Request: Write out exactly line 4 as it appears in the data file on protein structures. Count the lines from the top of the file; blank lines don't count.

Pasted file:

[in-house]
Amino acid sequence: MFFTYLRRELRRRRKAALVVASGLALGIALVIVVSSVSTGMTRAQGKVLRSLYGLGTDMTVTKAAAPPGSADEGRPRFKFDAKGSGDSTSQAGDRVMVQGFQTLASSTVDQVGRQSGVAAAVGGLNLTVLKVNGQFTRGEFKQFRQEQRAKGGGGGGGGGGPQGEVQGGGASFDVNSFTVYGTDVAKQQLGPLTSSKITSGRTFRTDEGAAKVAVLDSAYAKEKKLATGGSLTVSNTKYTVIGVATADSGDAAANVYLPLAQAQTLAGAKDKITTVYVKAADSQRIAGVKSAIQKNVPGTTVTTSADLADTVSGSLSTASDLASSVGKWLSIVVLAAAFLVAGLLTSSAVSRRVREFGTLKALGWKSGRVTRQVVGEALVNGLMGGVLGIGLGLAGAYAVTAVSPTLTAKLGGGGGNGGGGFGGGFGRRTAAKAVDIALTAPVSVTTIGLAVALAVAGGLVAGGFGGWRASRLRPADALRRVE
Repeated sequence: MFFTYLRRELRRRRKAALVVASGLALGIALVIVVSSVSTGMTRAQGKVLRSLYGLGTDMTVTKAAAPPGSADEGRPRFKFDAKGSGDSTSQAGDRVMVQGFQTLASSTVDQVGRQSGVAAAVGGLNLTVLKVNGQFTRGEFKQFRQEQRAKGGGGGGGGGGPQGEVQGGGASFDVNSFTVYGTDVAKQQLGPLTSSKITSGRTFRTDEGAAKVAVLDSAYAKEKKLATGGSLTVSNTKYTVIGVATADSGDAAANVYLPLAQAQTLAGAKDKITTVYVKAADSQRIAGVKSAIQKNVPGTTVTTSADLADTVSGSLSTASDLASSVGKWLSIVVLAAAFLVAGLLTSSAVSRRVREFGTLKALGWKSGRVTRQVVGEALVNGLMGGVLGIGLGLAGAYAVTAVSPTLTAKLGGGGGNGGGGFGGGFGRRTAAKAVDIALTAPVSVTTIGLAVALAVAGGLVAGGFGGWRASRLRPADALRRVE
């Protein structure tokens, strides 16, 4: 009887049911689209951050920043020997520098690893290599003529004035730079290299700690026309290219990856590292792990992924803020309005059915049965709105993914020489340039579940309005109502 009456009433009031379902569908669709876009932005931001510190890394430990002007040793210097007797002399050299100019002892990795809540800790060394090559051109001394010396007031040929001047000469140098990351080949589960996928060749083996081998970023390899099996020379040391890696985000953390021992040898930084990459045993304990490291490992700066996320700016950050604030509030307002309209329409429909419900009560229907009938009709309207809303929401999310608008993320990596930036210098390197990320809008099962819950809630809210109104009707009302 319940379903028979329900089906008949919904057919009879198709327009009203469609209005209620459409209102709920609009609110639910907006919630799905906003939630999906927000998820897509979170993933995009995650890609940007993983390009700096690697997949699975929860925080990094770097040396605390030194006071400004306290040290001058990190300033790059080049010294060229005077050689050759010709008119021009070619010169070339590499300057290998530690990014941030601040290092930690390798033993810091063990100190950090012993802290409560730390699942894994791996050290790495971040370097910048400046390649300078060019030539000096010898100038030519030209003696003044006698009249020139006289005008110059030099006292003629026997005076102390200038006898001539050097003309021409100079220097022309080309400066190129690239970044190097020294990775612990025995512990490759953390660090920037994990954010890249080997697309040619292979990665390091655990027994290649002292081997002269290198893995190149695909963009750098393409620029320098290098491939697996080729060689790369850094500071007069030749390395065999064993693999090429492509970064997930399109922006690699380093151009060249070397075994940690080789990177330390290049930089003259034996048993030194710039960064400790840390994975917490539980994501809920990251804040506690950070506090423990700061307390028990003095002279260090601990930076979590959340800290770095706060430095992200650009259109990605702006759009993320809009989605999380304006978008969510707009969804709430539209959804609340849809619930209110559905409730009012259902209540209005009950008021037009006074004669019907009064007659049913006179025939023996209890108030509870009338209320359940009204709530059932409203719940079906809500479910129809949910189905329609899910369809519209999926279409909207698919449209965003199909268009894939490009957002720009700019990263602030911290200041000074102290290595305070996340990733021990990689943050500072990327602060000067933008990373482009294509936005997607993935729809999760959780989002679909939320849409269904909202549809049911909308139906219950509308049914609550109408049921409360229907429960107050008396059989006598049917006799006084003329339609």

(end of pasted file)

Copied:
């Protein structure tokens, strides 16, 4: 009887049911689209951050920043020997520098690893290599003529004035730079290299700690026309290219990856590292792990992924803020309005059915049965709105993914020489340039579940309005109502 009456009433009031379902569908669709876009932005931001510190890394430990002007040793210097007797002399050299100019002892990795809540800790060394090559051109001394010396007031040929001047000469140098990351080949589960996928060749083996081998970023390899099996020379040391890696985000953390021992040898930084990459045993304990490291490992700066996320700016950050604030509030307002309209329409429909419900009560229907009938009709309207809303929401999310608008993320990596930036210098390197990320809008099962819950809630809210109104009707009302 319940379903028979329900089906008949919904057919009879198709327009009203469609209005209620459409209102709920609009609110639910907006919630799905906003939630999906927000998820897509979170993933995009995650890609940007993983390009700096690697997949699975929860925080990094770097040396605390030194006071400004306290040290001058990190300033790059080049010294060229005077050689050759010709008119021009070619010169070339590499300057290998530690990014941030601040290092930690390798033993810091063990100190950090012993802290409560730390699942894994791996050290790495971040370097910048400046390649300078060019030539000096010898100038030519030209003696003044006698009249020139006289005008110059030099006292003629026997005076102390200038006898001539050097003309021409100079220097022309080309400066190129690239970044190097020294990775612990025995512990490759953390660090920037994990954010890249080997697309040619292979990665390091655990027994290649002292081997002269290198893995190149695909963009750098393409620029320098290098491939697996080729060689790369850094500071007069030749390395065999064993693999090429492509970064997930399109922006690699380093151009060249070397075994940690080789990177330390290049930089003259034996048993030194710039960064400790840390994975917490539980994501809920990251804040506690950070506090423990700061307390028990003095002279260090601990930076979590959340800290770095706060430095992200650009259109990605702006759009993320809009989605999380304006978008969510707009969804709430539209959804609340849809619930209110559905409730009012259902209540209005009950008021037009006074004669019907009064007659049913006179025939023996209890108030509870009338209320359940009204709530059932409203719940079906809500479910129809949910189905329609899910369809519209999926279409909207698919449209965003199909268009894939490009957002720009700019990263602030911290200041000074102290290595305070996340990733021990990689943050500072990327602060000067933008990373482009294509936005997607993935729809999760959780989002679909939320849409269904909202549809049911909308139906219950509308049914609550109408049921409360229907429960107050008396059989006598049917006799006084003329339609």